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Rallying to defend our schools

New York City teacher John Yanno reports on the gathering wave of protest and opposition to the city’s plan to shut down a record number of schools.

December 15, 2009

THE NEW York City Department of Education announced this month that an unprecedented number of city schools are on the chopping block due to low performance, including several large high schools with a long history in the city.

But teachers, parents and students are speaking out and holding protests to show that they are tired of being the victims and scapegoats for the crisis in education–and they want our schools fixed, not privatized. Now, a protest at William H. Maxwell Career and Technical Education High School in Brooklyn earlier this month is becoming a model for other demonstrations in defense of the schools.

Among the big schools that the city is threatening to close are Christopher Columbus in the Bronx, Norman Thomas in Manhattan, Beach Channel in Queens, and Paul Robeson and Maxwell in Brooklyn. All serve populations of mostly working-class Black and Latino students. New York City Mayor Michael Bloomberg has closed nearly 90 schools since taking control of the city school system in 2002.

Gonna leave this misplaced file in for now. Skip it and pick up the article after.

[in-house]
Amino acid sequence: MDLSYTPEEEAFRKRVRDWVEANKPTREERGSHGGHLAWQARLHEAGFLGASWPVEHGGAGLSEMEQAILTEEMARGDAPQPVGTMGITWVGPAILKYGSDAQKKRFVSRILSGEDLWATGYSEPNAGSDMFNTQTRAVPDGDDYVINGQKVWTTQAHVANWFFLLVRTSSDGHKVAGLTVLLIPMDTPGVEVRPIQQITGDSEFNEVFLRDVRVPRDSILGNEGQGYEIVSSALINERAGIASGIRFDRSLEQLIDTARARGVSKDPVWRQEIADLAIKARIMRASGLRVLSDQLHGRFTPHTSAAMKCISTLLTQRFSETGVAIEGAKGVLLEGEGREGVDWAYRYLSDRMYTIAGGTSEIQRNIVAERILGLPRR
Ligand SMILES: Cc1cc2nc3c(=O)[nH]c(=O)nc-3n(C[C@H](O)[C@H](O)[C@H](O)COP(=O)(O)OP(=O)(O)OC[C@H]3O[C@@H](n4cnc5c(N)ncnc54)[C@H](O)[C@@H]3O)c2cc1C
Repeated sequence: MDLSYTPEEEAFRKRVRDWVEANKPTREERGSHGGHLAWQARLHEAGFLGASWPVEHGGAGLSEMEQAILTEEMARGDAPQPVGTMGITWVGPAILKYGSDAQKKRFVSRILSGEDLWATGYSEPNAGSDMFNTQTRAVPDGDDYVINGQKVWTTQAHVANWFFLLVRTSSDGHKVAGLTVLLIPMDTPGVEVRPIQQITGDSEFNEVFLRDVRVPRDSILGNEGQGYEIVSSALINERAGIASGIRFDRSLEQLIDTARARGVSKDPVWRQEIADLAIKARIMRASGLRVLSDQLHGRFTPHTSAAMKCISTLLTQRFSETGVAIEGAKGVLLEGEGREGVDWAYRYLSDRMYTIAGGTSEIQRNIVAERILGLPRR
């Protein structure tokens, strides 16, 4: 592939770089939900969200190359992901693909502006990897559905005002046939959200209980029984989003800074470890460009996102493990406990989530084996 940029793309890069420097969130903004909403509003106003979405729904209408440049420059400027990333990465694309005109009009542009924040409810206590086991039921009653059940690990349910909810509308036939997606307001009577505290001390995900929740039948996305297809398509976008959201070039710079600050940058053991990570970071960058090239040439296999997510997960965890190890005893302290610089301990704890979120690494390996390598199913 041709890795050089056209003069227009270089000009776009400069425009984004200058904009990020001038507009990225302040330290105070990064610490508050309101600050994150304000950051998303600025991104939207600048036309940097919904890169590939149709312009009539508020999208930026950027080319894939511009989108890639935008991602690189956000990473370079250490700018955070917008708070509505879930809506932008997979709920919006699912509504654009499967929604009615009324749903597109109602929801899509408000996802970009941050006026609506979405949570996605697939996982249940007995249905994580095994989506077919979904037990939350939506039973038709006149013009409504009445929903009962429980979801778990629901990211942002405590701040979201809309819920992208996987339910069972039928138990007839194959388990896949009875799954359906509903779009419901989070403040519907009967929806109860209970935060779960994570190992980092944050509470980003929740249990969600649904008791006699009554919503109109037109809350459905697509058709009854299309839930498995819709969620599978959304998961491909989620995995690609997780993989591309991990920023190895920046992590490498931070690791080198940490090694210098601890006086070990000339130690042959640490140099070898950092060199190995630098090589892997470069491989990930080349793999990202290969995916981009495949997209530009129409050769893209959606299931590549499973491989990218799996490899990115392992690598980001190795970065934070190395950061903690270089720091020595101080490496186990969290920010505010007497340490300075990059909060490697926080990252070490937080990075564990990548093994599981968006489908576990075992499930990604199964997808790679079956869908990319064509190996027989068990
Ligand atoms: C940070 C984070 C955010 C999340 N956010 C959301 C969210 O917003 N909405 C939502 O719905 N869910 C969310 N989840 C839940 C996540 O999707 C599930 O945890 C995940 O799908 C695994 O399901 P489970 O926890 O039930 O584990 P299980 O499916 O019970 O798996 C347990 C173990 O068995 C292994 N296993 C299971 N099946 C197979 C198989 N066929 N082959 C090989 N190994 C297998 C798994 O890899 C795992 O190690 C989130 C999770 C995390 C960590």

A few weeks earlier, the mayor stepped up the pressure on teachers. On the day before Thanksgiving, Bloomberg stood beside Barack Obama’s Secretary of Education Arne Duncan and announced that the city would immediately begin using student test scores as a factor in determining tenure for teachers in spite of a law prohibiting this practice.

That law is set to expire in June 2010–in addition, Bloomberg wants the New York legislature to make a number of other changes to the law to make New York eligible to compete for funds from the so-called Race to the Top program passed as part of the economic stimulus legislation earlier this year.

One change Bloomberg called for was requiring New York’s school districts to use “data” to evaluate teachers and principals. Additionally, Bloomberg said the state should jettison protections that shield senior teachers from layoffs and make it easier to fire “absent teacher reserves” (ATRs)–teachers who lose their positions due to no fault of their own, for example, when a school closes, or because of declining enrollment within a school.

Currently, ATRs remain on the payroll until they find a placement. But because schools have to find room in their decreasing budgets to cover the cost of teachers’ salaries, they are reluctant and often unable to hire senior ATRs, and instead opt for hiring newer, lower-paid teachers.

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ON DECEMBER 9, teachers, students, parents and alumni of Maxwell, one of the few high schools still offering career and technical education in the city, made it clear that they aren’t ready to see their high school close. They protested in front of Maxwell to demand that the Department of Education fix, not close their school.

Teachers angrily pointed out the city’s hypocrisy–the high school has measured up to even the Department of Education’s twisted view of “success.”